Newsroom: Is Wall Between Church And State Crumbling? 10-10-2017, Diana Hassel 2017 Roger Williams University School of Law

Newsroom: Is Wall Between Church And State Crumbling? 10-10-2017, Diana Hassel

Life of the Law School (1993- )

No abstract provided.


Finding Freedom For The Thoughts We Hate, John M. Greabe 2017 University of New Hampshire School of Law

Finding Freedom For The Thoughts We Hate, John M. Greabe

Legal Scholarship

In his dissenting opinion in United States v. Schwimmer (1929), Supreme Court Justice Oliver Wendell Holmes, Jr., famously defended tolerance as an indispensable constitutional value. He wrote: “[I]f there is any principle of the Constitution that more imperatively calls for attachment than any other it is the principle of free thought – not free thought for those who agree with us but freedom for the thought that we hate.”

Yet accepting that the Constitution protects the thought that we hate can be difficult, even during the best of times. And these are far from the best of times. Nuclear brinksmanship ...


Rwu First Amendment Blog: Diana Hassel's Blog: Is The Wall Between Church And State Crumbling? 10-07-2017, Diana Hassel 2017 Roger Williams University School of Law

Rwu First Amendment Blog: Diana Hassel's Blog: Is The Wall Between Church And State Crumbling? 10-07-2017, Diana Hassel

Law School Blogs

No abstract provided.


Government Identity Speech Programs: Understanding And Applying The New Walker Test, Leslie Gielow Jacobs 2017 Selected Works

Government Identity Speech Programs: Understanding And Applying The New Walker Test, Leslie Gielow Jacobs

Leslie Gielow Jacobs

In Walker v. Texas Division, Sons of Confederate Veterans, Inc., the Court extended its previous holding in Pleasant Grove City, Utah v. Summum, that a city’s donated park monuments were government speech, to the privately proposed designs that Texas accepts and stamps onto its specialty license plates. The placement of the program into the new doctrinal category is significant because the selection criteria for government–private speech combinations that produce government speech are “exempt from First Amendment scrutiny.” By contrast, when the government selects private speakers to participate in a private speech forum, its criteria must be reasonable in ...


Free Speech And The Limits Of Legislative Discretion: The Example Of Specialty License Plates, Leslie Gielow Jacobs 2017 University of the Pacific McGeorge School of Law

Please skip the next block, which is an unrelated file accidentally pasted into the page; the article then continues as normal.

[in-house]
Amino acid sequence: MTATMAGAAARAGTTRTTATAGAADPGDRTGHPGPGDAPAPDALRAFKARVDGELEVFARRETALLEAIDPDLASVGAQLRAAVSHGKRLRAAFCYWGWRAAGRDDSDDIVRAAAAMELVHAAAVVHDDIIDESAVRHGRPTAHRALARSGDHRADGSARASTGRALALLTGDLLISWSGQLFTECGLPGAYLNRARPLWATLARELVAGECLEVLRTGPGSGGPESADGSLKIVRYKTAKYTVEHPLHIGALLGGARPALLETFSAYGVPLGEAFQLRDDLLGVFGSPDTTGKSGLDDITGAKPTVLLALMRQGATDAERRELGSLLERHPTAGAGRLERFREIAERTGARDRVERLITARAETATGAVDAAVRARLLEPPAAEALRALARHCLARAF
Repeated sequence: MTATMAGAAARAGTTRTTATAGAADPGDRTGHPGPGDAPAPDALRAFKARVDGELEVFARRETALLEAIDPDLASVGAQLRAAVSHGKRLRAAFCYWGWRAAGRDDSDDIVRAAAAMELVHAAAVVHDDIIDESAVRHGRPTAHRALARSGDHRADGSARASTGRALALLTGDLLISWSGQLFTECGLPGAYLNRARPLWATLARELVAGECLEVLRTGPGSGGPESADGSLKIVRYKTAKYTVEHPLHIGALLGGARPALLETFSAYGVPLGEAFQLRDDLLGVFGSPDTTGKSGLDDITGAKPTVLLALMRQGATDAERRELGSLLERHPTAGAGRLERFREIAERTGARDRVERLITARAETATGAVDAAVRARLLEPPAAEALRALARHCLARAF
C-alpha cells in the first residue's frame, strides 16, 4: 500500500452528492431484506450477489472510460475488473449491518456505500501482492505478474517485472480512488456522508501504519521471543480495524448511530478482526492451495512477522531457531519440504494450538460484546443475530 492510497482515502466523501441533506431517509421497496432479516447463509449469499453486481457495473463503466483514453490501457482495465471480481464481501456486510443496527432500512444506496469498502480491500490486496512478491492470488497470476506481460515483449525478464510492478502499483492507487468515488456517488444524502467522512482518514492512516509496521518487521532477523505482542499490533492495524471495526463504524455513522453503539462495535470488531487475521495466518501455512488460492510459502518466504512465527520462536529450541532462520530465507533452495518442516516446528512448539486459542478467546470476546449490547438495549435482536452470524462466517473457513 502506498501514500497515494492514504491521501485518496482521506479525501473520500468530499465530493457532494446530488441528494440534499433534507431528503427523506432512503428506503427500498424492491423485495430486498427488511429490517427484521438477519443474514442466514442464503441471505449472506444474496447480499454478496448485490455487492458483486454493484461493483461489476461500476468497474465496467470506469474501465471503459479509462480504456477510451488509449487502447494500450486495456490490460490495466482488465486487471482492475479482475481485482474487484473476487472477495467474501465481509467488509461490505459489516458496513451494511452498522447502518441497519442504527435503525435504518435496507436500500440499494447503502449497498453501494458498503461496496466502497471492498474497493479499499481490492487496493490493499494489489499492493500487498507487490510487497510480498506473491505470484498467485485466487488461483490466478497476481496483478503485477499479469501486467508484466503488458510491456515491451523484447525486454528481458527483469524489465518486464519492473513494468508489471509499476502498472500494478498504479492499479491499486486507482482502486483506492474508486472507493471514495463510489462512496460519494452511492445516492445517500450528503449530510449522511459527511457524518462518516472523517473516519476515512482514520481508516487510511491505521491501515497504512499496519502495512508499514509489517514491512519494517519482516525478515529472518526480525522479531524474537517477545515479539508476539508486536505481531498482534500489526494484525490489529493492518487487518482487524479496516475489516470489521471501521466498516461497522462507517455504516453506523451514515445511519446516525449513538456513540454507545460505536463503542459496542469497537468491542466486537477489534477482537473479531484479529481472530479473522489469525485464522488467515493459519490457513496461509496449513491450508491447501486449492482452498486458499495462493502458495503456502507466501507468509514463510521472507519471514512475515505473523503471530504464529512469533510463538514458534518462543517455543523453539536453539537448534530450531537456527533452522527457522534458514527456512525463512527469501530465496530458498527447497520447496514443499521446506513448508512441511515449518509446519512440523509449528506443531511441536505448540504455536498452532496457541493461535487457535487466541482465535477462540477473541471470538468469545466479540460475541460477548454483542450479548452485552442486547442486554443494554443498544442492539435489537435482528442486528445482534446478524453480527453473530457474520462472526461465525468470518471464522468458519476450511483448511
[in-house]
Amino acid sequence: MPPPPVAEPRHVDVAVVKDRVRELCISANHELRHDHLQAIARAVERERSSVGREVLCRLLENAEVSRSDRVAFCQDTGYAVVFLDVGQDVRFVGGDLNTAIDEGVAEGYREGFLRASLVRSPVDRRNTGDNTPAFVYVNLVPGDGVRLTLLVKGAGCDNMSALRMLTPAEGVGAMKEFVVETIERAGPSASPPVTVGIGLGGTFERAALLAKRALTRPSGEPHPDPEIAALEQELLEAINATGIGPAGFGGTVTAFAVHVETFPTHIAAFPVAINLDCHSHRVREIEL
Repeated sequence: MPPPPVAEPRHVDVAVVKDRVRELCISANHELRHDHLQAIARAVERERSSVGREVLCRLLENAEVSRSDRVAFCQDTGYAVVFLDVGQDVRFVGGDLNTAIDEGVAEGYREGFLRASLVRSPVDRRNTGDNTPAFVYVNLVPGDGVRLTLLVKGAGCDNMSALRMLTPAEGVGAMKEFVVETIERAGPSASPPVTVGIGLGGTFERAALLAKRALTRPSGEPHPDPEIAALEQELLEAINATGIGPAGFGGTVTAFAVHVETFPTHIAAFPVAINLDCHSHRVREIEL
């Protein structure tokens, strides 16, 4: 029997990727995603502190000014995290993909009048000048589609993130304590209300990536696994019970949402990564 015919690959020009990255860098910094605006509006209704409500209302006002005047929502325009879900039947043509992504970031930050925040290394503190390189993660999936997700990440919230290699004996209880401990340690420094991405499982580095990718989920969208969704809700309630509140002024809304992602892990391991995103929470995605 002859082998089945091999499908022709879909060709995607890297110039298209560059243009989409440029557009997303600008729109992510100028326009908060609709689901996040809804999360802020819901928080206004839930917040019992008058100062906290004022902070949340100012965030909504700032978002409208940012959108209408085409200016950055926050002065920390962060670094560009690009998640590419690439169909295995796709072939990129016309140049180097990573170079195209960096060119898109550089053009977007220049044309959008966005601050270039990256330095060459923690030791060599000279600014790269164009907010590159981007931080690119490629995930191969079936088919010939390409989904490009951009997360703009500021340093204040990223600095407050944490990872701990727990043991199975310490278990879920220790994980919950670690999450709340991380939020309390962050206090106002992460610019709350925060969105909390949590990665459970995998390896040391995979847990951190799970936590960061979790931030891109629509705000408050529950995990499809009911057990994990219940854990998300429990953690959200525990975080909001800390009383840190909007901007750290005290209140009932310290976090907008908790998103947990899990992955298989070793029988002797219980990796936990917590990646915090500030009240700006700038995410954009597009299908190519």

Free Speech And The Limits Of Legislative Discretion: The Example Of Specialty License Plates, Leslie Gielow Jacobs

Leslie Gielow Jacobs

No abstract provided.


Government Identity Speech Programs: Understanding And Applying The New Walker Test, Leslie Gielow Jacobs 2017 Selected Works

Government Identity Speech Programs: Understanding And Applying The New Walker Test, Leslie Gielow Jacobs

Leslie Gielow Jacobs

In Walker v. Texas Division, Sons of Confederate Veterans, Inc., the Court extended its previous holding in Pleasant Grove City, Utah v.Summum that a city’s donated park monuments were government speech to the privately proposed designs that Texas accepts and stamps onto its specialty license plates. The placement of the program into the new doctrinal category is significant because the selection criteria for government–private speech combinations that produce government speech are “exempt from First Amendment scrutiny.” By contrast, when the government selects private speakers to participate in a private speech forum, its criteria must be reasonable in ...


Bush, Obama And Beyond: Observations On The Prospect For Fact Checking Executive Department Threat Claims Before The Use Of Force, Leslie Gielow Jacobs 2017 University of the Pacific McGeorge School of Law

Bush, Obama And Beyond: Observations On The Prospect For Fact Checking Executive Department Threat Claims Before The Use Of Force, Leslie Gielow Jacobs

Leslie Gielow Jacobs

This piece looks at the recurring problem of inflated threat claims offered by executive branch actors to persuade the Nation to consent to the use of force. It sets out the experience of the Bush Administration’s use of incorrect threat claims to persuade the country to consent to the use of force in Iraq as a backdrop to evaluating the President Obama’s use of threat claims to support the continuing use of force in Afghanistan. Although comparison of threat advocacy by the Bush and Obama administrations must be imperfect, it allows for some observations about the extent to ...